/ Inapt route names
Lots of routes have names that relate to the nature of the route, but some turn out to be totally inapt.
Heather Wall (HVD 3c) is one. Though it has a short wall to start, most of the route lies up a slab, in fact a corner crack at the side of a slab with an angle probably less than 45 degrees. Not much Heather either.
Proud Corner (VS 4c) is another cracker. Called a corner but actually follows the complete opposite, an arete.
Any more examples?
There's lots of examples of irony in route names. Can't remember where (it's not on the logbooks), but there's a route called Pleasant Slab. It's an offwidth!
Maybe I'm missing some intended irony, but presumably Heather Wall once sported heather, and Proud Corner is an outward-facing corner, i.e. one that stands proud of the wall rather than is recessed into it. In the earlier days of describing rocks, this use of 'corner' was quite common.
The "Easy way down" at Wintours Leap.
Not actually an official climb, but I'm sure that it could warrant a grade. It's frightened the whatsit out of a number of people who get led down it.
> In reply to Rog Wilko
> Whoever named this had some funny ideas about what constitutes a roof.
> It is in fact a bloody awkward crack next to an awkwardly angled slab. Wear one B3 and one climbing shoe.
The slab is about the same angle as a roof no?
Coronation Street, Its not a street and there's no chickens on it.
Malbogies ... never seen a bad snotter on it
Charming Crack at Brimham doesn't look it!
> The Right Unconquerable (HVS 5a) is actually conquerable. As is the left.
The names are all to do with the history. They were called that in the 30s because they proved to be literally unconquerable. It was nearly 20 years, until higher standards were ushered in with Brown, before the names were proved incorrect. There is a very well-known Unclimbed Wall at Harrison's which was called that for the same reason.
It isn't! Charming Crack is horrendous, or at least it used to be, because it's (was) lined with vicious quartz crystals.
There is a deliberate misnomer at Joshua Tree called Friendly Hands, which looks from a distance like a perfect hand crack cutting through a slightly overhanging bulge. It is only when one gets up there that one finds it's actually a shallow, flared crack that will only take very insecure jams - and only then does one realise that the name is a joke to lure one up there!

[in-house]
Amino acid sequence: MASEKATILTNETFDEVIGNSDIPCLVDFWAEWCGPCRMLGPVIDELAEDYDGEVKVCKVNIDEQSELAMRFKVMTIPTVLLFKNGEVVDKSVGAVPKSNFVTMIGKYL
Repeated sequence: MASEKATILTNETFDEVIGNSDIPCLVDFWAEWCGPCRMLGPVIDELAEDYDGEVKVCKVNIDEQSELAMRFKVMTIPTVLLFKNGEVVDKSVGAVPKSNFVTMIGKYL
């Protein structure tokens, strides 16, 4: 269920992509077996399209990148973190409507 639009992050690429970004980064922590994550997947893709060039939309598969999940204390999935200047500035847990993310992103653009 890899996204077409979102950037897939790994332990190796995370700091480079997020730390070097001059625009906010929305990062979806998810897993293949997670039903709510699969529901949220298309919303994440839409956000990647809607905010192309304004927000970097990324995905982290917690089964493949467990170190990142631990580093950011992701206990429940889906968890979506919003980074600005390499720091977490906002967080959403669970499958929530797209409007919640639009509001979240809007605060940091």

But it's not as evil as Charming Crack!
Jim's Chimney on Helsby is a very technical and bold slab
Left Wall and Right Wall if you face outwards
Or upside down !
The Douglas Boulder must up high in the understatement ranking.
Then, of course there's always First Pinnalce Rib, which is actually the Second Pinnacle Rib and which may, or may not, be The Overlapping Rib on Tryfan.
If you face the crag its left and right Logical.
Hard what is hard ?
Easy Picking I'll second that although not he hardest route I've done but up there with the feel off it.
I can think of a number of similar examples. Compass Point and Etive Slabs descent routes being a case in point.
Kids: spelling is important. There is only one letter between decent route and descent route!
Profitofdoom is right. You've only "conquered" it if you top out with some degree of elegance. Nobody ever has or will, ergo: unconquerable
Well yes - I knew that!
I am trying to find the climb, isn’t there a boulder problem in Switzerland called Font 7A, but is in fact graded 8A?
much angry dry humping ensues.
> Profitofdoom is right. You've only "conquered" it if you top out with some degree of elegance.
You never conquer anything as a climber. The mountain or the route have just allowed you to succeed - this time.
Our Friday Night Video this week is a look at a bright young talent in British sport, trad and competition climbing: Jim Pope. Jim's climbing starts in the Lake District and catches up to his present day visit to Norway to sample some of the hardest...